Governor’s Budget Gives Big Support to ASAP, Home Care Programs

Despite having his state of the Commonwealth address delayed by a snowstorm, Governor Deval Patrick was required to release his budget proposal this past Wednesday to officially kick off budget deliberations for fiscal year 2015.

A huge win for elder home care services came in line items that support the Aging Service Access Points and state Home Care Program, which received an additional $16.9 million, according to Executive Office of Elder Affairs Secretary Ann Hartstein. Among those funds are increases of $9.8 million for the Enhanced Community Options Program (ECOP) and $7.5 million for the “basic” category of services.

Combined, according to Secretary Hartstein, those two line item increases will eliminate waiting lists through the end of fiscal year 2015. The funding boost works out to an additional hour of homemaking services per consumer per month on average, but Secretary Hartstein stressed that, in reality, the money would pay for whatever services people may need when they need them.

The Governor also put a $1.3 million increase to the Senior Supportive Housing account, which will expand “assisted living facility-type services” for seniors in public housing. Specifically, the money will add another 10 public housing sites where senior residents will be supported by home care services.

Another $1.2 million was added in a new line item titled “Home Care Workforce Training Fund.” This new account will support workforce training for Aging Service Access Points, although the administration is not yet clear on which workers will receive training. Case management, protective services and direct care workers are all on the table as potential recipients.

MassHealth experienced major changes in the budget, mostly related to federal healthcare reform. Since the MassHealth Basic and Essential programs were eliminated, a combined $706.3 million is now in populations with expanded coverage and in the new MassHealth plans.   The MassHealth Senior Care account was granted another $271.4 million by the Governor and the MassHealth Managed Care account saw an additional $336.7 million. The MassHealth Fee-for-Service line item was raised by $205 million. It is unclear how these increases might result in better reimbursement rates for home health agencies. A formal rate reassessment hearing is still being eagerly awaited.

Other items of note from the Governor’s budget include the following:

  • Applying the state sales tax to candy and soda. The administration estimates that would raise roughly $57 million for health promotion and prevention programs.
  • The Governor’s budget cuts the MassHealth Nursing Home Supplimental Rates by $20.7 million
  • Pediatric Palliative Care is essentially level funded at just over $1.5 million
  • The Governor’s budget includes a special fund for federal assistance (FMAP) relative to health reform and healthcare access expansion called the Health Insurance Expansion Fund.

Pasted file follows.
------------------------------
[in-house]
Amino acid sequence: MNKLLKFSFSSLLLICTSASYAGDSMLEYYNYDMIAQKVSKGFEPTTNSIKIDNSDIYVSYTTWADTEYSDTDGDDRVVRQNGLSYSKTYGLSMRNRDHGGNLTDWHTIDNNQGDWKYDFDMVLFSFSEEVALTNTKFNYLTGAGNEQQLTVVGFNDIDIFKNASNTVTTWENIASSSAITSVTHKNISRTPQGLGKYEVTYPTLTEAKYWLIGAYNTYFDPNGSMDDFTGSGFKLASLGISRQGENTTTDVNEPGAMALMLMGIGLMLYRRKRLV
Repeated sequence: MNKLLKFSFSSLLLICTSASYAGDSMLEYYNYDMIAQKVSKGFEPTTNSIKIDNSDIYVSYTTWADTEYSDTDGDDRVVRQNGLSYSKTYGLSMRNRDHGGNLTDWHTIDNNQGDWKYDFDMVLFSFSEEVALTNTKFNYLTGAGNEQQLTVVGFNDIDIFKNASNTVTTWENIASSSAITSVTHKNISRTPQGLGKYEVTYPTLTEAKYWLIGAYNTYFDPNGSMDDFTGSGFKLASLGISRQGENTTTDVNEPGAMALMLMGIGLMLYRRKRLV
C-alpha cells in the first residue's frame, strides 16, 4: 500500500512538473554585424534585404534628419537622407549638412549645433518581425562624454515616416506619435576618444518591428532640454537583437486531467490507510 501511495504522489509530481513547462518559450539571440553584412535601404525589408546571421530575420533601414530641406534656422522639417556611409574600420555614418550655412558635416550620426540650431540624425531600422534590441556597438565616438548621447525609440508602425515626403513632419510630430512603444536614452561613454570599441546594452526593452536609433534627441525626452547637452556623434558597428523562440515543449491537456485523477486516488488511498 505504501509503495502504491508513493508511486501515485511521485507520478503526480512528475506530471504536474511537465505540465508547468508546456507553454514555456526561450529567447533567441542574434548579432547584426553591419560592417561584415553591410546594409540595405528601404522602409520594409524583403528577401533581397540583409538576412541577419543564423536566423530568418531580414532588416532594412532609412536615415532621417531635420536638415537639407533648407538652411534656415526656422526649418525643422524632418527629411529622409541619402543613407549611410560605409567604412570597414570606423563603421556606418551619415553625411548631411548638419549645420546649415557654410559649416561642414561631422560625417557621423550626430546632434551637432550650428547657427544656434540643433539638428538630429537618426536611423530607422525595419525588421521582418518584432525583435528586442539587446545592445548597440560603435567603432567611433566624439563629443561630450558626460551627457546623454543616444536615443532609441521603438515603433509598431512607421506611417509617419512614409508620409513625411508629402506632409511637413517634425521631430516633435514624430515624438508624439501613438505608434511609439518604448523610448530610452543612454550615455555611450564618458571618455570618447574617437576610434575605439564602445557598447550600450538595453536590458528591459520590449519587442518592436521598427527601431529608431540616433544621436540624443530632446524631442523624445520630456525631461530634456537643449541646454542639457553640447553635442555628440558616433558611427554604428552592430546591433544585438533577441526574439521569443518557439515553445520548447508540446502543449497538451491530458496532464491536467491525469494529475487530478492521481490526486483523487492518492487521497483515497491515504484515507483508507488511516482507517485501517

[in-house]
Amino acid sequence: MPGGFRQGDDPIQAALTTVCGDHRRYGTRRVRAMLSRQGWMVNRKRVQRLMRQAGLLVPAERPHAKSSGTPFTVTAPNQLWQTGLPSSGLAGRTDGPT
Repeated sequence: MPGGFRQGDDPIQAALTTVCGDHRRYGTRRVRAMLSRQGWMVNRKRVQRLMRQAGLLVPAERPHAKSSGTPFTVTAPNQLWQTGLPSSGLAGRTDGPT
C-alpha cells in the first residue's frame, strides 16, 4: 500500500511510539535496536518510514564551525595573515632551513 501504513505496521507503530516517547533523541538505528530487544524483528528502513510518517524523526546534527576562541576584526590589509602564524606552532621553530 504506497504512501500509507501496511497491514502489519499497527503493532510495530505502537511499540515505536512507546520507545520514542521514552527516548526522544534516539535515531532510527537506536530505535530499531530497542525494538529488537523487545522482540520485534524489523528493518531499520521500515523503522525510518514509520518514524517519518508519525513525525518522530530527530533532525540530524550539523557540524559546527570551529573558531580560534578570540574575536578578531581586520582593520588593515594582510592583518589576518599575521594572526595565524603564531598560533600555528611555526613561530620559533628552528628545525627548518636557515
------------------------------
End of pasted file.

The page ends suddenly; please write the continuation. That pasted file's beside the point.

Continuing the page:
• The DPH budget gets an overall increase of 1% with details in Commissioner Cheryl Bartlett’s “Mass Public Health” blog post.

Stay tuned for more  budget-related news and advocacy alerts.

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Controversial Hospice Article Draws Response

photo credit: NY Times/Ruby Washington

Once again, the actions of the few bad actors in home health and hospice are getting media attention rather than the vast majority of agencies that are devoted to providing high quality care to keep people comfortable and at home.

In an investigative report, the Washington Post highlights findings that the number of patients discharged alive from hospice rose by 50 percent between 2002 and 2012. The article also highlights numbers from the Medicare Payment Advisory Commission (MedPAC) stating that in 2011, nearly 60 percent of Medicare’s hospice expenditure of $13.8 billion went toward patients who stay on hospice care longer than six months. The article singles out for-profit hospices in particular, but still puts all hospices in a negative context.

In fact, the article has prompted responses from the National Association for Home Care and Hospice (NAHC) as well as the National Hospice and Palliative Care Organization (NHPCO). In a letter to the editor, NAHC ends their rebuttal by writing:

We must all do our part to ensure that hospice remains a viable choice for terminally ill patients and their loved ones.  Articles of this type may unwittingly discourage use of hospice care, thereby denying terminally ill patients and their families access to vital services that support and comfort them during and in the aftermath of one of life’s most difficult journeys.  Under these circumstances, no one is well served.

The New York Times’ “New Old Age Blog” digs much deeper into the Washington Post’s findings and notes the many layers to the issue and why those numbers may have surfaced. For instance, the blogger writes:

What’s happening here? Hospices have lamented for years that dying patients wait too long to call, enrolling at the eleventh hour when they could have benefited months earlier. Now, we’re hearing more about patients doing as hospice believers (including me) have urged, calling earlier in the course of a terminal disease — and then, in a substantial minority of cases, getting bounced.

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